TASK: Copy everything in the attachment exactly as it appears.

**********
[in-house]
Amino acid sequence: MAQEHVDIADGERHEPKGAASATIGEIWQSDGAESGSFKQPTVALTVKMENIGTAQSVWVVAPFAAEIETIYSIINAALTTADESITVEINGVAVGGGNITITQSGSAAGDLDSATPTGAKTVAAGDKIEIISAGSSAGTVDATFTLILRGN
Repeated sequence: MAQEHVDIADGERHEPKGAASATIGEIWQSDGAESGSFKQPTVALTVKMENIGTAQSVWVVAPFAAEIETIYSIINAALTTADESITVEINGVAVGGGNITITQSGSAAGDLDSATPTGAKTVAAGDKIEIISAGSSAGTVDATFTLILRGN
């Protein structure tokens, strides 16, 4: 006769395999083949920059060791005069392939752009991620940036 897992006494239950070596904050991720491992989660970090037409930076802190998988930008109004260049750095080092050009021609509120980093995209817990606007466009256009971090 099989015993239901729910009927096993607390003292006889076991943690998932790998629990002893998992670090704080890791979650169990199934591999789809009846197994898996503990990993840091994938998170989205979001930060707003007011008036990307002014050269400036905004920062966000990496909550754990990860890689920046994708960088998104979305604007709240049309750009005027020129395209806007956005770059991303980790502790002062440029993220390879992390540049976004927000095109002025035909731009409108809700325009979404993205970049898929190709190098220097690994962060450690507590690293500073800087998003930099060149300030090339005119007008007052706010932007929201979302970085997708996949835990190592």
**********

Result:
[in-house]
Amino acid sequence: MAQEHVDIADGERHEPKGAASATIGEIWQSDGAESGSFKQPTVALTVKMENIGTAQSVWVVAPFAAEIETIYSIINAALTTADESITVEINGVAVGGGNITITQSGSAAGDLDSATPTGAKTVAAGDKIEIISAGSSAGTVDATFTLILRGN
Repeated sequence: MAQEHVDIADGERHEPKGAASATIGEIWQSDGAESGSFKQPTVALTVKMENIGTAQSVWVVAPFAAEIETIYSIINAALTTADESITVEINGVAVGGGNITITQSGSAAGDLDSATPTGAKTVAAGDKIEIISAGSSAGTVDATFTLILRGN
């Protein structure tokens, strides 16, 4: 006769395999083949920059060791005069392939752009991620940036 897992006494239950070596904050991720491992989660970090037409930076802190998988930008109004260049750095080092050009021609509120980093995209817990606007466009256009971090 099989015993239901729910009927096993607390003292006889076991943690998932790998629990002893998992670090704080890791979650169990199934591999789809009846197994898996503990990993840091994938998170989205979001930060707003007011008036990307002014050269400036905004920062966000990496909550754990990860890689920046994708960088998104979305604007709240049309750009005027020129395209806007956005770059991303980790502790002062440029993220390879992390540049976004927000095109002025035909731009409108809700325009979404993205970049898929190709190098220097690994962060450690507590690293500073800087998003930099060149300030090339005119007008007052706010932007929201979302970085997708996949835990190592």